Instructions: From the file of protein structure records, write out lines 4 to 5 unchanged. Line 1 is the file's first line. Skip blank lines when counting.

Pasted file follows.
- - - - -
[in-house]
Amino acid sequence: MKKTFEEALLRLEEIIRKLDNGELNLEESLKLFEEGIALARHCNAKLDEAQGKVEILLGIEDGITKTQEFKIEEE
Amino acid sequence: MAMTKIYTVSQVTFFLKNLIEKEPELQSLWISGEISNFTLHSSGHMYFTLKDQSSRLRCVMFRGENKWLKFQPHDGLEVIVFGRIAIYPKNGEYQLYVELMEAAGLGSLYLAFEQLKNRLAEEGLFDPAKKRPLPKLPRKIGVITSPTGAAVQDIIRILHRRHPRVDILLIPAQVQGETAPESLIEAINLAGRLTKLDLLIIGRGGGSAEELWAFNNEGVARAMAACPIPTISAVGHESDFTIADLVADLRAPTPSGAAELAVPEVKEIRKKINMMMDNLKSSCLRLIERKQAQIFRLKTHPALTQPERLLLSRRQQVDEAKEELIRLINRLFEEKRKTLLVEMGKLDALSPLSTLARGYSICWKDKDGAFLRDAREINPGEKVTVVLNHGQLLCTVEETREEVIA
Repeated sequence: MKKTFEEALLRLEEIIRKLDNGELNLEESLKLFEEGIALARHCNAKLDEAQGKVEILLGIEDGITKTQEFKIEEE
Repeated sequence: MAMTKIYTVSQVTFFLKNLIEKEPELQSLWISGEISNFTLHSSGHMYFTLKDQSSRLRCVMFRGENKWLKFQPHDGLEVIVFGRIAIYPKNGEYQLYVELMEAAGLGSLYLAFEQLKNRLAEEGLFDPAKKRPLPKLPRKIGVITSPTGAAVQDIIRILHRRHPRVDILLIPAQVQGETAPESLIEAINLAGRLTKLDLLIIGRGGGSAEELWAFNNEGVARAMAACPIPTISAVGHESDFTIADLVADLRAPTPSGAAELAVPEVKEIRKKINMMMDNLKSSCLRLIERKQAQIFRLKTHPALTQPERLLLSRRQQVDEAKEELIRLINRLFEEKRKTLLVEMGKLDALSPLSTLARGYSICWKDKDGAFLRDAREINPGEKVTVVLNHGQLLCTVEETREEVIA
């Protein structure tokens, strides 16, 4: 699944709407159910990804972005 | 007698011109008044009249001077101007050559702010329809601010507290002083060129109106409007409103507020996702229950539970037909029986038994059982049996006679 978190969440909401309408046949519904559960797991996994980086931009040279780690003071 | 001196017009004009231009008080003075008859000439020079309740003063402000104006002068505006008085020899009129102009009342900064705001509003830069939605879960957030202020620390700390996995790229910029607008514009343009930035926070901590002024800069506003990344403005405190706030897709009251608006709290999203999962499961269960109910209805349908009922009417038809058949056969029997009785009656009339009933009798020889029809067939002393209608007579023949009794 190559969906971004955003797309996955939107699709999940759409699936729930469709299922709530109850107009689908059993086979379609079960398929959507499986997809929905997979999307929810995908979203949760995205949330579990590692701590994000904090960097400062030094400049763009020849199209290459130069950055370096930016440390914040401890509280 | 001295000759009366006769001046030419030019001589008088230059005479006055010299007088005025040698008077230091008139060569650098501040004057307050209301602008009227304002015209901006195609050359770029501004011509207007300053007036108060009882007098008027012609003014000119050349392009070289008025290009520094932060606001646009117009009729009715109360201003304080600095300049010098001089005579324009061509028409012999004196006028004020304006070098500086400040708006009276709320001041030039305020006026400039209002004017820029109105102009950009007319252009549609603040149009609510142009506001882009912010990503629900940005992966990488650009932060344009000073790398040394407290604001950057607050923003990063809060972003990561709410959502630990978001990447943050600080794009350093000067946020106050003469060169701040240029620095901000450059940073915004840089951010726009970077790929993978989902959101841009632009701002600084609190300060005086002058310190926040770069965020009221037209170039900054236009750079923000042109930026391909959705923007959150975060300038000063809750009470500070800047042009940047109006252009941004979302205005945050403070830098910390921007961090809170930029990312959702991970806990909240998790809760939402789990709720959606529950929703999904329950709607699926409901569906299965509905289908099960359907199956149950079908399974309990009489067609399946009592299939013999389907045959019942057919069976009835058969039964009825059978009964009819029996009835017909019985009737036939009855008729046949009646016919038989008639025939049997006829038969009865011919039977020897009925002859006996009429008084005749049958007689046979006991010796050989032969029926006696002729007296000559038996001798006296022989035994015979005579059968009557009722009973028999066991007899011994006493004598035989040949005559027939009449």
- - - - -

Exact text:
Repeated sequence: MKKTFEEALLRLEEIIRKLDNGELNLEESLKLFEEGIALARHCNAKLDEAQGKVEILLGIEDGITKTQEFKIEEE
Repeated sequence: MAMTKIYTVSQVTFFLKNLIEKEPELQSLWISGEISNFTLHSSGHMYFTLKDQSSRLRCVMFRGENKWLKFQPHDGLEVIVFGRIAIYPKNGEYQLYVELMEAAGLGSLYLAFEQLKNRLAEEGLFDPAKKRPLPKLPRKIGVITSPTGAAVQDIIRILHRRHPRVDILLIPAQVQGETAPESLIEAINLAGRLTKLDLLIIGRGGGSAEELWAFNNEGVARAMAACPIPTISAVGHESDFTIADLVADLRAPTPSGAAELAVPEVKEIRKKINMMMDNLKSSCLRLIERKQAQIFRLKTHPALTQPERLLLSRRQQVDEAKEELIRLINRLFEEKRKTLLVEMGKLDALSPLSTLARGYSICWKDKDGAFLRDAREINPGEKVTVVLNHGQLLCTVEETREEVIA